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Do You Have Questions About Child Support? The Barnette Law Firm Has Answers.

Does income matter for child support payments?

The court does consider the gross income of each parent when issuing a child support decision. This includes income from any source before taxes. In Georgia, parents are entitled to an adjustment or credit towards their gross income for pre-existing child support orders from other relationships. Such adjustments are not allowed for payments that are not actually being made or for arrearages (late payments)

Who is responsible for paying child support?

In the state of Georgia, both parents are responsible for the financial support of the child or children. A duty of child support is presumed owed when parents divorce, legally separate but still remain married (known as separate maintenance in Georgia), an unwed male signs a child’s birth certificate or a voluntary acknowledgment of paternity, and when a genetic test determines 97% probability of parentage.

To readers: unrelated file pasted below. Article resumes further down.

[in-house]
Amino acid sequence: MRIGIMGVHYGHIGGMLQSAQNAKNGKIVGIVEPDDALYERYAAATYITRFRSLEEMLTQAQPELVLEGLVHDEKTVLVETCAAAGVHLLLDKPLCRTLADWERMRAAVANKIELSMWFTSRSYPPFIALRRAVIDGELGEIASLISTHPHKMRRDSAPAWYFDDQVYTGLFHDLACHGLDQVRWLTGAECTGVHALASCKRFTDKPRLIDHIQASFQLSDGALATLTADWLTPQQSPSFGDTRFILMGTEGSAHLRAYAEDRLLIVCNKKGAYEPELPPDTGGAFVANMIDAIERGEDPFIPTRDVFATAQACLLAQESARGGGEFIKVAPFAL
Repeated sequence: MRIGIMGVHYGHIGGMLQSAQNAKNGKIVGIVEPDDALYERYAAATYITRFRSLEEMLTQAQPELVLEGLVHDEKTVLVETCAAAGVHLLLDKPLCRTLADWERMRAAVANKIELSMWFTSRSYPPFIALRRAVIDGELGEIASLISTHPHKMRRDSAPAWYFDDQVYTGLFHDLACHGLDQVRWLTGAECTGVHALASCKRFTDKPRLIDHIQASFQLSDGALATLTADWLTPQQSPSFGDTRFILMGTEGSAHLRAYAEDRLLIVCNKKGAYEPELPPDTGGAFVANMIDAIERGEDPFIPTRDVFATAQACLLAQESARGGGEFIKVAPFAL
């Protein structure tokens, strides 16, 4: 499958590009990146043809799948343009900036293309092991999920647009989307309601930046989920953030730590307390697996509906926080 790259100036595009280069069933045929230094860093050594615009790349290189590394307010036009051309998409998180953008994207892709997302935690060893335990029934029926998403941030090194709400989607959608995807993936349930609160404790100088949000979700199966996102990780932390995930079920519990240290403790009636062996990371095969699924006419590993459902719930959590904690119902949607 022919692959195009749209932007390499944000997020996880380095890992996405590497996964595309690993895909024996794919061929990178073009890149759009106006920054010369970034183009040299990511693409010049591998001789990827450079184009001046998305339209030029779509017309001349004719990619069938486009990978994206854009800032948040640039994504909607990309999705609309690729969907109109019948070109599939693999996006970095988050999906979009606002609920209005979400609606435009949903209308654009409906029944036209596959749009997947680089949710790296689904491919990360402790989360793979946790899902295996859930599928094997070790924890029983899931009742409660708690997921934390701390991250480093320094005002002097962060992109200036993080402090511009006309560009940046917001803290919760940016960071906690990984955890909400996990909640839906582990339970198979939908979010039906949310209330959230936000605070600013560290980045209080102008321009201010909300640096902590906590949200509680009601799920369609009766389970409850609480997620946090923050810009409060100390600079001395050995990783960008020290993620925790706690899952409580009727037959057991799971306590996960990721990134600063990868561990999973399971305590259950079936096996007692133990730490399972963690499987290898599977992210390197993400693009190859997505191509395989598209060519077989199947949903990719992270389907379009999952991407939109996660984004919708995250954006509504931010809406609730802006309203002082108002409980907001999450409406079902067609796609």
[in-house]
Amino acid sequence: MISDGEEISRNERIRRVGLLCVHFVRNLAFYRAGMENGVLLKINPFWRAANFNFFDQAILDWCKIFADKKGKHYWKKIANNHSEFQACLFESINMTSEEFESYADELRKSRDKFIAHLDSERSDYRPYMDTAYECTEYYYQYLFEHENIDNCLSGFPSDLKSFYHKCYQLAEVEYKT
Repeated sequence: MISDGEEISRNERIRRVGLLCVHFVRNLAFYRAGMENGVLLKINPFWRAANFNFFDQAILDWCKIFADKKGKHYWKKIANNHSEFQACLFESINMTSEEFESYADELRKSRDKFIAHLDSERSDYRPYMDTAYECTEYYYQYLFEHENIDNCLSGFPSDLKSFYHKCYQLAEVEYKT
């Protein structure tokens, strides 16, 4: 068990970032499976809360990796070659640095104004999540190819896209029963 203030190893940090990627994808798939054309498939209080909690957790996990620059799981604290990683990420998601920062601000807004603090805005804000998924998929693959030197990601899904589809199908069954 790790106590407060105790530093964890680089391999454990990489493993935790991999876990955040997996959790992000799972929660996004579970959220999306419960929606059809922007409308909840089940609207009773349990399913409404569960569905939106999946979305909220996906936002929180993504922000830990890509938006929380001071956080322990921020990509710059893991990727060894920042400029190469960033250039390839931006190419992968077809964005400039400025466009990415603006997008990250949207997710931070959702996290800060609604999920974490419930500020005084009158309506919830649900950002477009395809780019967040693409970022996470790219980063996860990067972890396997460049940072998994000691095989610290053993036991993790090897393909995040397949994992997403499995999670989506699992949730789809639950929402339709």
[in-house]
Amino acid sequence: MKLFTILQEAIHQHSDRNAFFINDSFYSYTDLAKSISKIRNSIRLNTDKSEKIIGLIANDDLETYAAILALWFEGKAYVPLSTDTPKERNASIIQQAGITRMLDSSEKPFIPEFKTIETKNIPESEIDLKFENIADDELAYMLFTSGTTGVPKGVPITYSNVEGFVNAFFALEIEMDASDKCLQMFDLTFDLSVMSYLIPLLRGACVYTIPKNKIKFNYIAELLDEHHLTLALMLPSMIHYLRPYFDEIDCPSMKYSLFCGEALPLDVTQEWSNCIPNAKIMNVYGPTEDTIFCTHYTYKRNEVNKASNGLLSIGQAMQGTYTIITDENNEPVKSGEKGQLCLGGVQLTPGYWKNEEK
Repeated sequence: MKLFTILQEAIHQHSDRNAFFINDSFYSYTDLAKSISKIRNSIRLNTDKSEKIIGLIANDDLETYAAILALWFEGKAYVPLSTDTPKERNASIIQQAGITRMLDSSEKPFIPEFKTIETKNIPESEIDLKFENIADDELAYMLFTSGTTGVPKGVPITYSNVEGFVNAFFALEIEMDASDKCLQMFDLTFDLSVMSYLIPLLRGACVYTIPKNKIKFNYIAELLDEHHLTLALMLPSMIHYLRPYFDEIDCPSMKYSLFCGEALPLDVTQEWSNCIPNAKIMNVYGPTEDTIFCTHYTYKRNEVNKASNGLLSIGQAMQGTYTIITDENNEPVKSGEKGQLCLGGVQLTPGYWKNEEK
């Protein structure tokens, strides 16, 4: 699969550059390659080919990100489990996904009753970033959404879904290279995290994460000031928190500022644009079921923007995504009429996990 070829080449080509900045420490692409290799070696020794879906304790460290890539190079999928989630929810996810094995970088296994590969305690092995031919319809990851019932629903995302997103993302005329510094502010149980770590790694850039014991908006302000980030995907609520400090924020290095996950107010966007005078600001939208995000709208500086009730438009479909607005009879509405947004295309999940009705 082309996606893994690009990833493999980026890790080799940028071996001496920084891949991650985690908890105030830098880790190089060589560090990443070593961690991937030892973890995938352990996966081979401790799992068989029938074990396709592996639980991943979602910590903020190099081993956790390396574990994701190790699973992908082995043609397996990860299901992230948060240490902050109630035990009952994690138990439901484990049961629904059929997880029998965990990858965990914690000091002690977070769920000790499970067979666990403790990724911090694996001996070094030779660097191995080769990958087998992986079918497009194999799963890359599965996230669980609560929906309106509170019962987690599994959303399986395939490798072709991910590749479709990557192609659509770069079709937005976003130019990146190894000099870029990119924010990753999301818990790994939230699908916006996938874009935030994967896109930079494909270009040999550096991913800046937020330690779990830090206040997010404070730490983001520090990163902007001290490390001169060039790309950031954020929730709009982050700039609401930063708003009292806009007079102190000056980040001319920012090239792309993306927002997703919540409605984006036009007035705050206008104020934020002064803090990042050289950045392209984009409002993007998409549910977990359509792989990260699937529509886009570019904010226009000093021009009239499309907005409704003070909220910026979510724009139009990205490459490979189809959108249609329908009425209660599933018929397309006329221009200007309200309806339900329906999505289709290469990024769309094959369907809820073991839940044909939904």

When does the obligation to pay child support begins?

The obligation begins when the child is conceived. In Georgia, “the maximum amount of [child] support which the court may impose on the father of an unborn child… shall be the amount of direct medical and pregnancy-related expenses of the mother of the unborn child.” O.C.G.A. 19-6-15

What sources of income count when calculating child support?

The list is very long and the court’s authority to reach these sources of income is vast. Most people think of income being derived from one or two sources like a salary from an employer or self-employment but, in Georgia income can be from any source whether you earned the money or not! Why is there such a liberal view on income in Georgia? The purpose is to safeguard the children, which includes being able to adequately care and provide for them. Take a look at the extensive list from which Georgia derives income in child support cases:

  • Salaries and hourly wages
  • Commissions, fees and tips
  • Bonuses
  • Overtime pay
  • Severance pay
  • Pensions and retirement plans
  • Interest income
  • Government benefits
  • Alimony from ex-spouses

Learn More About Child Support Today

To schedule an initial consultation, please call The Barnette Law Firm, LLC, at 470-567-9635 or send an email.